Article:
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Atelopus ebenoides

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Taxonomy [top]

Kingdom Phylum Class Order Family
ANIMALIA CHORDATA AMPHIBIA ANURA BUFONIDAE

Scientific Name: Atelopus ebenoides
Species Authority: Rivero, 1963
Common Name(s):
English Huila Stubfoot Toad
Taxonomic Notes: The northernmost population of this species is sometimes regarded as a separate species (Atelopus marinkellei).

Assessment Information [top]

Red List Category & Criteria: Critically Endangered A2ace+3ce ver 3.1
Year Published: 2004
Date Assessed: 2004-04-30
Assessor(s): Alberto Cadena, Andrés Acosta-Galvis, Wilmar Bolívar, John Lynch
Reviewer(s): Global Amphibian Assessment Coordinating Team (Simon Stuart, Janice Chanson, Neil Cox and Bruce Young)
Justification:
Listed as Critically Endangered because of a drastic population decline, estimated to be more than 80% over the last three generations, inferred from the apparent disappearance of most of the population, probably due to chytridiomycosis; and because of a projected population decline, estimated to be more than 80% over the next ten years, inferred from declines in other high altitude Atelopus species in the same region, probably due to chytridiomycosis.

Geographic Range [top]

Range Description: This species occurs in the southern part of the Colombian Andes in Cauca and Huila Departments, with a separate northern population (Atelopus ebenoides marinkellei) at the Páramo de las Papas, in the Department of Boyacá, in the Cordillera Oriental of Colombia. Its altitudinal range is 2,500-4,700m asl.
Countries:
Native:
Colombia
Range Map: Click here to open the map viewer and explore range.

Population [top]

Population: The northern population had not been recorded since 1995, until its remarkable rediscovery in early May of 2006 in the highlands of Boyacá . The southern populations were last recorded in 1992, though there have not been any recent surveys.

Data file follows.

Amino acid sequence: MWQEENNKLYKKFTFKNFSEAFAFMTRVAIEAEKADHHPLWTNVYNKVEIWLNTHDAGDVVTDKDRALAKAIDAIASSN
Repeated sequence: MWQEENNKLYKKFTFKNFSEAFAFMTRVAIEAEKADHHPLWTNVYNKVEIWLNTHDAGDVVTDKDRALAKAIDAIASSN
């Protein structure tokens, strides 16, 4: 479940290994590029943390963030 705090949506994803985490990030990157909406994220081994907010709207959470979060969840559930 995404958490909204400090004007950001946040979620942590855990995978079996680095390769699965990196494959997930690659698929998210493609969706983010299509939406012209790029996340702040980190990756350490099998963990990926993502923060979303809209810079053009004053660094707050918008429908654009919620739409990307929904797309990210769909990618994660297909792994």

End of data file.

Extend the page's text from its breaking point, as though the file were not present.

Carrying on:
Population Trend: Decreasing

Habitat and Ecology [top]

Habitat and Ecology: It occurs on vegetation, mosses and in leaf-litter along streams in Andean forests and páramos. It has not been recorded from disturbed habitat. The tadpoles develop in streams.
Systems: Terrestrial; Freshwater

Threats [top]

Major Threat(s): The major threat is likely to be chytridiomycosis, leading to a catastrophic population decline, as has occurred in many other montane species of Atelopus. Habitat loss caused by agricultural expansion (cattle ranching and the planting of illegal crops), as well as pollution from the fumigation of crops, and water source loss are all threats.

Conservation Actions [top]

Conservation Actions: It occurs in the Parque Nacional Natural Puracé. Survey work has recently confirmed the persistence of the northern population, but additional surveys are needed to ascertain the population status of the southern population. Given the threat of chytridiomycosis, successful conservation measures will probably need to include the maintenance of any surviving individuals in captivity. Research is also needed to confirm the taxonomic status of the northern populations of the species.

Citation: Alberto Cadena, Andrés Acosta-Galvis, Wilmar Bolívar, John Lynch 2004. Atelopus ebenoides. The IUCN Red List of Threatened Species. Version 2014.2. <www.iucnredlist.org>. Downloaded on 02 August 2014.
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